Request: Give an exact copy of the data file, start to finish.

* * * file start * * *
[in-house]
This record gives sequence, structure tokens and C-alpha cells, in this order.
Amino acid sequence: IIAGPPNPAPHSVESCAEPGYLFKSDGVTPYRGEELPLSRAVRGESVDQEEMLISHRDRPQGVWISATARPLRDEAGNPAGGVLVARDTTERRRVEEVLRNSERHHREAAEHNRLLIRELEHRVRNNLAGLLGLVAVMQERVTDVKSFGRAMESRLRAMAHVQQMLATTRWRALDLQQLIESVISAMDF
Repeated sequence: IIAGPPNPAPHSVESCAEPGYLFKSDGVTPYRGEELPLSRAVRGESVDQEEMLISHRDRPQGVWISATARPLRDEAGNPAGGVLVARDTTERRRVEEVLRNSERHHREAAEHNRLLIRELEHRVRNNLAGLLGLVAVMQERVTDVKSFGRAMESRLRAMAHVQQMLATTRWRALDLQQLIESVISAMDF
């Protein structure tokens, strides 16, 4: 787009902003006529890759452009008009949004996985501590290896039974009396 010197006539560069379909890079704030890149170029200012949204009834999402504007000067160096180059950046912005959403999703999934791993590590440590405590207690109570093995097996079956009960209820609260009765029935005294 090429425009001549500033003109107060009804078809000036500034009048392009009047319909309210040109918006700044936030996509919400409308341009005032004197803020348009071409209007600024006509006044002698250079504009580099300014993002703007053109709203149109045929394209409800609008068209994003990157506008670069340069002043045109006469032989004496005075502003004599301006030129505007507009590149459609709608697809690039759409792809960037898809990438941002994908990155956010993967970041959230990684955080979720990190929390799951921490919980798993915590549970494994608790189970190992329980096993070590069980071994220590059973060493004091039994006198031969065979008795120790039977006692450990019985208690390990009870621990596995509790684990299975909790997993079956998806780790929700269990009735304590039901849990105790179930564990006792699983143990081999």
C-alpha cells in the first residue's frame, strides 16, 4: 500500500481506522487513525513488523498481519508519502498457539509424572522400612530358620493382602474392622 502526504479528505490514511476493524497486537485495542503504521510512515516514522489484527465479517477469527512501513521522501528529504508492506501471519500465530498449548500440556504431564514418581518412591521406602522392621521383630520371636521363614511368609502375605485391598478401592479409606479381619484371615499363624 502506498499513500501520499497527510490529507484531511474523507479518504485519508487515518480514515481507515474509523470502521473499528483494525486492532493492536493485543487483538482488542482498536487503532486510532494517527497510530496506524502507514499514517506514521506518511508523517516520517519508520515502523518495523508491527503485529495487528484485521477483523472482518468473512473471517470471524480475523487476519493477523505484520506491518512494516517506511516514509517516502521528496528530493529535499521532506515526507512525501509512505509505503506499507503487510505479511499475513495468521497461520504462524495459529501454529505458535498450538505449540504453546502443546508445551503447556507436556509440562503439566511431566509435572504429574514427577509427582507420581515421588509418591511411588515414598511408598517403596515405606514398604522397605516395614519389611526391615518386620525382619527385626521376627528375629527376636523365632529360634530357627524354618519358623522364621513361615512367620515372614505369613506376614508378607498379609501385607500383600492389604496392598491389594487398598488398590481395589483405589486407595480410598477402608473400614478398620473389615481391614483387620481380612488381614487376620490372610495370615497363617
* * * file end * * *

[in-house]
This record gives sequence, structure tokens and C-alpha cells, in this order.
Amino acid sequence: IIAGPPNPAPHSVESCAEPGYLFKSDGVTPYRGEELPLSRAVRGESVDQEEMLISHRDRPQGVWISATARPLRDEAGNPAGGVLVARDTTERRRVEEVLRNSERHHREAAEHNRLLIRELEHRVRNNLAGLLGLVAVMQERVTDVKSFGRAMESRLRAMAHVQQMLATTRWRALDLQQLIESVISAMDF
Repeated sequence: IIAGPPNPAPHSVESCAEPGYLFKSDGVTPYRGEELPLSRAVRGESVDQEEMLISHRDRPQGVWISATARPLRDEAGNPAGGVLVARDTTERRRVEEVLRNSERHHREAAEHNRLLIRELEHRVRNNLAGLLGLVAVMQERVTDVKSFGRAMESRLRAMAHVQQMLATTRWRALDLQQLIESVISAMDF
């Protein structure tokens, strides 16, 4: 787009902003006529890759452009008009949004996985501590290896039974009396 010197006539560069379909890079704030890149170029200012949204009834999402504007000067160096180059950046912005959403999703999934791993590590440590405590207690109570093995097996079956009960209820609260009765029935005294 090429425009001549500033003109107060009804078809000036500034009048392009009047319909309210040109918006700044936030996509919400409308341009005032004197803020348009071409209007600024006509006044002698250079504009580099300014993002703007053109709203149109045929394209409800609008068209994003990157506008670069340069002043045109006469032989004496005075502003004599301006030129505007507009590149459609709608697809690039759409792809960037898809990438941002994908990155956010993967970041959230990684955080979720990190929390799951921490919980798993915590549970494994608790189970190992329980096993070590069980071994220590059973060493004091039994006198031969065979008795120790039977006692450990019985208690390990009870621990596995509790684990299975909790997993079956998806780790929700269990009735304590039901849990105790179930564990006792699983143990081999």
C-alpha cells in the first residue's frame, strides 16, 4: 500500500481506522487513525513488523498481519508519502498457539509424572522400612530358620493382602474392622 502526504479528505490514511476493524497486537485495542503504521510512515516514522489484527465479517477469527512501513521522501528529504508492506501471519500465530498449548500440556504431564514418581518412591521406602522392621521383630520371636521363614511368609502375605485391598478401592479409606479381619484371615499363624 502506498499513500501520499497527510490529507484531511474523507479518504485519508487515518480514515481507515474509523470502521473499528483494525486492532493492536493485543487483538482488542482498536487503532486510532494517527497510530496506524502507514499514517506514521506518511508523517516520517519508520515502523518495523508491527503485529495487528484485521477483523472482518468473512473471517470471524480475523487476519493477523505484520506491518512494516517506511516514509517516502521528496528530493529535499521532506515526507512525501509512505509505503506499507503487510505479511499475513495468521497461520504462524495459529501454529505458535498450538505449540504453546502443546508445551503447556507436556509440562503439566511431566509435572504429574514427577509427582507420581515421588509418591511411588515414598511408598517403596515405606514398604522397605516395614519389611526391615518386620525382619527385626521376627528375629527376636523365632529360634530357627524354618519358623522364621513361615512367620515372614505369613506376614508378607498379609501385607500383600492389604496392598491389594487398598488398590481395589483405589486407595480410598477402608473400614478398620473389615481391614483387620481380612488381614487376620490372610495370615497363617